Endoscopic dilatation/incision of primary obstructive megaureter. A systematic review. On behalf of the EAU paediatric urology guidelines panel Journal Articles uri icon

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  • INTRODUCTION: Historically, ureteral reimplantation (UR) has been the gold standard for treatment of primary obstructive megaureter (POM) with declining renal function, worsening obstruction, or recurrent urinary tract infections. In infants, open surgery with reimplantation of a grossly dilated ureter into a small bladder, can be technically challenging with significant morbidity. Therefore, less invasive endoscopic management such as dilatation or incision of the ureter-vesical junction, has emerged as an alternative to reimplantation during the last decades. OBJECTIVE: To systematically evaluate the effectivity, safety, and potential benefits of endoscopic treatment (dilatation with or without balloon or incision) of POM in comparison to UR. STUDY DESIGN: A systematic review was conducted. Randomized controlled trials (RCTs), nonrandomized comparative studies (NRSs), and single-arm case series including a minimum of 20 participants and a mean follow-up more than 12 months were eligible for inclusion. RESULTS: Of 504 articles identified, 8 articles including 338 patients were eligible for inclusion (0 RCTs, 1 NRSs, and 7 case series). Age at time of surgery was minimum 15 days to a maximum of 192 months. Indications for endoscopic treatment (ET) included patients with loss of split renal function (>10%) and worsening of hydroureteronephrosis. The studies analysed reported a success rate ranging from 35% to 97%. Success was defined as stabilization of differential renal function without further procedures. A post-operative complication rate of 23-60% was reported (mostly transient haematuria, urinary tract infections and stent migration or intolerance). In 14% of the cases salvage UR following initial ET, was performed due to relapse of symptomatic POM. CONCLUSION: Endoscopic treatment for persistent or progressive POM in children is a minimally invasive alternative to UR with a long-term modest success rate. Additionally, it can be performed within a wide age span, with equal success rate and complication rates.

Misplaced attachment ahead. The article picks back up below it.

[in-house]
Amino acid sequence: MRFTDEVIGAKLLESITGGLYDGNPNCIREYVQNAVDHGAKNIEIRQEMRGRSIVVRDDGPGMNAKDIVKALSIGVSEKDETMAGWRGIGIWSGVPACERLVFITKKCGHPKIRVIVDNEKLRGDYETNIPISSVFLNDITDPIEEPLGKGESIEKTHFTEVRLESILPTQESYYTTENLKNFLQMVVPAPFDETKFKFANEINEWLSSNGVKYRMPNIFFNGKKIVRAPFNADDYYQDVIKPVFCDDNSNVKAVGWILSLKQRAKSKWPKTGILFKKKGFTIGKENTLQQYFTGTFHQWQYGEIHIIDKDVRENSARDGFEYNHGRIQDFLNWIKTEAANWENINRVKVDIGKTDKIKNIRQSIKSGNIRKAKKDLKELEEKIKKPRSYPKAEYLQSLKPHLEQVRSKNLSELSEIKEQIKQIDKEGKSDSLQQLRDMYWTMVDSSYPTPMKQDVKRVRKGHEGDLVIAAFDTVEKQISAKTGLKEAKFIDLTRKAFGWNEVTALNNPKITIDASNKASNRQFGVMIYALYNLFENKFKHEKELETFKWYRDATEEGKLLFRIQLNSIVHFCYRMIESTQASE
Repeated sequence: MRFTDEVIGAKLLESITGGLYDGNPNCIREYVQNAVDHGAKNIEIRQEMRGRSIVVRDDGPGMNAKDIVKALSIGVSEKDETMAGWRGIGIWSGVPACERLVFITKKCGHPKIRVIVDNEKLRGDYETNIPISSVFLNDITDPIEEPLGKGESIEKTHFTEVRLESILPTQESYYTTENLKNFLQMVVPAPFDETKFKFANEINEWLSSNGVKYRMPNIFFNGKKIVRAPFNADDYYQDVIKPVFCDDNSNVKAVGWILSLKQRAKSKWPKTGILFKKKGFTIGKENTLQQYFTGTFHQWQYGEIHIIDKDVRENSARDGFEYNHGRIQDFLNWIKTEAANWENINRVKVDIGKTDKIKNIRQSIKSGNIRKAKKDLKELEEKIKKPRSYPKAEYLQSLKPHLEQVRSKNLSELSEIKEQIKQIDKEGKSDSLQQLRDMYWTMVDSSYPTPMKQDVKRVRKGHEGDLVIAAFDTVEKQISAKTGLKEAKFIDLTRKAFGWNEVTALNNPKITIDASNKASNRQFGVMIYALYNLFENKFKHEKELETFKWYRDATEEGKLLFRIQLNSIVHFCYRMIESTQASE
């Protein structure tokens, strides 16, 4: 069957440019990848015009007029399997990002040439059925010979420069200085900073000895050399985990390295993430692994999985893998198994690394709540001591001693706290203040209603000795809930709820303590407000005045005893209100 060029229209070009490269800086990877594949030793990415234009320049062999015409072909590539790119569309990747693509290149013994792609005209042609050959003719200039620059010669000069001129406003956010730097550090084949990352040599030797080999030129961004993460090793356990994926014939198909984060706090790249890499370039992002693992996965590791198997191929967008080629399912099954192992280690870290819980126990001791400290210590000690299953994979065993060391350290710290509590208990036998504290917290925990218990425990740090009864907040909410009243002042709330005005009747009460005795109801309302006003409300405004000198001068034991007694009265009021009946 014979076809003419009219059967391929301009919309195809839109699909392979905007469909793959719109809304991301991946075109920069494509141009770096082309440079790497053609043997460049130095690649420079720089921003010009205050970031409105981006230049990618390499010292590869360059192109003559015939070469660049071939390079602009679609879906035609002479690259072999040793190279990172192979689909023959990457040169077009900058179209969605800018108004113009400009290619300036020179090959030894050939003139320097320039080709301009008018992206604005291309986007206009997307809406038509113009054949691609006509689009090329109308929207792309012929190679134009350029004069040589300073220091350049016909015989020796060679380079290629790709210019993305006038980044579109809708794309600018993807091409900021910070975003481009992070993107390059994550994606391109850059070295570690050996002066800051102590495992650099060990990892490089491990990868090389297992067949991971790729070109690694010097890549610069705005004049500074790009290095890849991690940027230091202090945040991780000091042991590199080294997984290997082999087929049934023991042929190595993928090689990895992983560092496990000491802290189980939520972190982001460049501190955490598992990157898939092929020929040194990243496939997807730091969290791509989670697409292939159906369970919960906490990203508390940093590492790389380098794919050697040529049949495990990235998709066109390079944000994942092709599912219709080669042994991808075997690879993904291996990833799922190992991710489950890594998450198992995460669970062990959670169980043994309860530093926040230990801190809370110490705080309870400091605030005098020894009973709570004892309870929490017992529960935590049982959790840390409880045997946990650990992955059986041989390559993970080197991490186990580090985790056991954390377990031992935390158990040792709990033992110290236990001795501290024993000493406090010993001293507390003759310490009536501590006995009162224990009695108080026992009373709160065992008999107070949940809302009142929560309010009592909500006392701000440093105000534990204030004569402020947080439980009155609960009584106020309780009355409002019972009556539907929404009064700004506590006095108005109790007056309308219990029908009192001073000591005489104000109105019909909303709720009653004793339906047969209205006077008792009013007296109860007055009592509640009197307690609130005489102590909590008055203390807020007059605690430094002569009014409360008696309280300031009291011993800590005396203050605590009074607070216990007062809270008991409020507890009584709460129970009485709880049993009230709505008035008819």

• Skott, Martin
  • Gnech, Michele
  • Hoen, Lisette A ’t
  • Kennedy, Uchenna
  • Van Uitert, Allon
  • Zachou, Alexandra
  • Yuan, Yuhong
  • Quaedackers, Josine
  • Silay, Mesrur Selcuk
  • Rawashdeh, Yazan F
  • Burgu, Berk
  • Castagnetti, Marco
  • O'Kelly, Fardod
  • Bogaert, Guy
  • Radmayr, Christian

publication date

  • February 2024